Blechacz is not really interested in the ongoing musicological discussion as to whether Debussy’s works are Impressionistic or not. He rather seeks a Debussy who is an Impressionist who has borrowed his structural virtues from Classicism and developed them a stage further. Totally aware of what Mozart, Beethoven and Chopin had achieved he was able to translate all of this into a language of musical modernism. That is why Rafal Blechacz describes Debussy as “the king of colours”.
Szymanowski is a composer Blechacz feels a tremendous affinity for and on the album he plays the C-sharp minor Prelude & Fugue of 1905 and the first Sonata of 1904. The intensity of expression was to mark Szymanowski’s later music, while at the same time nodding to the legacy of Chopin, the German Romantic tradition as well as Alexander Scriabin.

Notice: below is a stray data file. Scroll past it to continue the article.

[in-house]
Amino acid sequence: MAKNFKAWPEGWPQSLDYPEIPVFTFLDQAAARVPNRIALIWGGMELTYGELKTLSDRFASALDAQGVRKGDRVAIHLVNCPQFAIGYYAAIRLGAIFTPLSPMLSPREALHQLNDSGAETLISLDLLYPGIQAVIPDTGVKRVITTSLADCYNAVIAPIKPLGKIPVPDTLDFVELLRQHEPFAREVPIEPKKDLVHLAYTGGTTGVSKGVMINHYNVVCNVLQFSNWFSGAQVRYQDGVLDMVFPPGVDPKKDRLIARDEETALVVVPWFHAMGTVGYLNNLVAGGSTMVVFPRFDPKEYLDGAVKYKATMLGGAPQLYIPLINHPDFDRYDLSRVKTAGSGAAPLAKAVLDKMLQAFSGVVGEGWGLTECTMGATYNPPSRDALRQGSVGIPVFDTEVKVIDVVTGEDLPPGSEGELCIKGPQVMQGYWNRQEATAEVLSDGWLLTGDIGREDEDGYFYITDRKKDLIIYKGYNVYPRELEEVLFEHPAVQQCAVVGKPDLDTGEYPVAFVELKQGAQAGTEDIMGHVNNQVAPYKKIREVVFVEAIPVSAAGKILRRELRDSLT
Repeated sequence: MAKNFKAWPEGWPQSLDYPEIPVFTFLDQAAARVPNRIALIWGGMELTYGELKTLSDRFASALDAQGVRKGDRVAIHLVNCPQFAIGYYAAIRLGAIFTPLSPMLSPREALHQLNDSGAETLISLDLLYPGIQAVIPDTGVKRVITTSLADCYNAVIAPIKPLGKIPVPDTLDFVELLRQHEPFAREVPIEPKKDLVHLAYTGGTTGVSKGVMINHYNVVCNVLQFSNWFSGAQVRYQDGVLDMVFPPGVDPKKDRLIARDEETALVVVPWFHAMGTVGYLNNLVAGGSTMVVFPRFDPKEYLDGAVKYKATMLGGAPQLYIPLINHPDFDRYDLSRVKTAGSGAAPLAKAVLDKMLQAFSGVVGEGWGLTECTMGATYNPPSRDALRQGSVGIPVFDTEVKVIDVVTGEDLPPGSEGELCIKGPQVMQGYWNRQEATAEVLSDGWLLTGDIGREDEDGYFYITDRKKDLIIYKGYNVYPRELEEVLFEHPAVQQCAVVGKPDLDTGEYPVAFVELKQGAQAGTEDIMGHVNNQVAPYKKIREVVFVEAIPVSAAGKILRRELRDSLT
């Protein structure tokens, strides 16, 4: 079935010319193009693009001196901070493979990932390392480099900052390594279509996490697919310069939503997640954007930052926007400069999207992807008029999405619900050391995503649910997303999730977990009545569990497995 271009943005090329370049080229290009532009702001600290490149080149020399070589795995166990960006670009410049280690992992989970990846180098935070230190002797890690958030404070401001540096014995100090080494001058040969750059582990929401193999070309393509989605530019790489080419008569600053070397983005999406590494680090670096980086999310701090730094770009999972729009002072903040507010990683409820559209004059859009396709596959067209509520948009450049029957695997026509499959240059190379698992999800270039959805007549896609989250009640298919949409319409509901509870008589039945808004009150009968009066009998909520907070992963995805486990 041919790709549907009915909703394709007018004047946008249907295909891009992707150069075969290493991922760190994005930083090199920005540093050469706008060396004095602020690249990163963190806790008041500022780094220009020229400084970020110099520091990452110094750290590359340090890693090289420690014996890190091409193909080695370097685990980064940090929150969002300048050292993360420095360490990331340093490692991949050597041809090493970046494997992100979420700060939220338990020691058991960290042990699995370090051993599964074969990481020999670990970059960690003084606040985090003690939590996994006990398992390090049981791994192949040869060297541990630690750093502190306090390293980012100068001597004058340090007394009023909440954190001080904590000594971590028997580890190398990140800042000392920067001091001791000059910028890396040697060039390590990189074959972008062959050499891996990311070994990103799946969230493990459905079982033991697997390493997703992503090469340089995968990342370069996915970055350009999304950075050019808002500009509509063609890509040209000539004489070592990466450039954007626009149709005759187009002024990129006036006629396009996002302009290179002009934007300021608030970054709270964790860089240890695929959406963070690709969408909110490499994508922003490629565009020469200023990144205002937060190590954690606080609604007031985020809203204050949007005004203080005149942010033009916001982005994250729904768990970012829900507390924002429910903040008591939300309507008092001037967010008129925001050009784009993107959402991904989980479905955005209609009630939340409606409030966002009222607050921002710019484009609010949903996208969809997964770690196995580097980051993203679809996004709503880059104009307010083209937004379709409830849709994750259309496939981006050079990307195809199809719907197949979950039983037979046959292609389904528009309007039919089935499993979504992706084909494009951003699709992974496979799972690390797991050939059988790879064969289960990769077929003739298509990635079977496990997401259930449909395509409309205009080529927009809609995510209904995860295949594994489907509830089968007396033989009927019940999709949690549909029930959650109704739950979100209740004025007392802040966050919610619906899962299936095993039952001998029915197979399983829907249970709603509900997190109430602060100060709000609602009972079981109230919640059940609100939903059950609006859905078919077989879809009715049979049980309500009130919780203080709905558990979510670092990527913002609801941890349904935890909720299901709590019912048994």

Videos:
Debussy: Sarabande from Pour le piano
Interview
Trailer


“This is an unforgettable disc from one of the pianistic giants of our time.”

— The Sunday Times

Links:
The album on DG: Rafal Blechacz plays Debussy and Szymanowski
Review from The Guardian


/patrick
 
     

Nelson Freire’s Impressionist Affinity

Brazilian pianist Nelson Freire is among the truly great living musicians, and his remarkable musicianship continues to captivate the critics and charm the musical world. Winner of the Gramophone Recording of the Year in 2007 for his Brahms Piano Concertos. Nelson has a special affinity with Debussy’s music and his magical style perfectly suits these luminous works key French piano repertoire, including the famous Children’s Corner and Clair de lune. Recording this Debussy repertoire for the first time on CD, Nelson Freire s soulful interpretation of these expansive impressionistic jewels of the 19th century is eagerly awaited.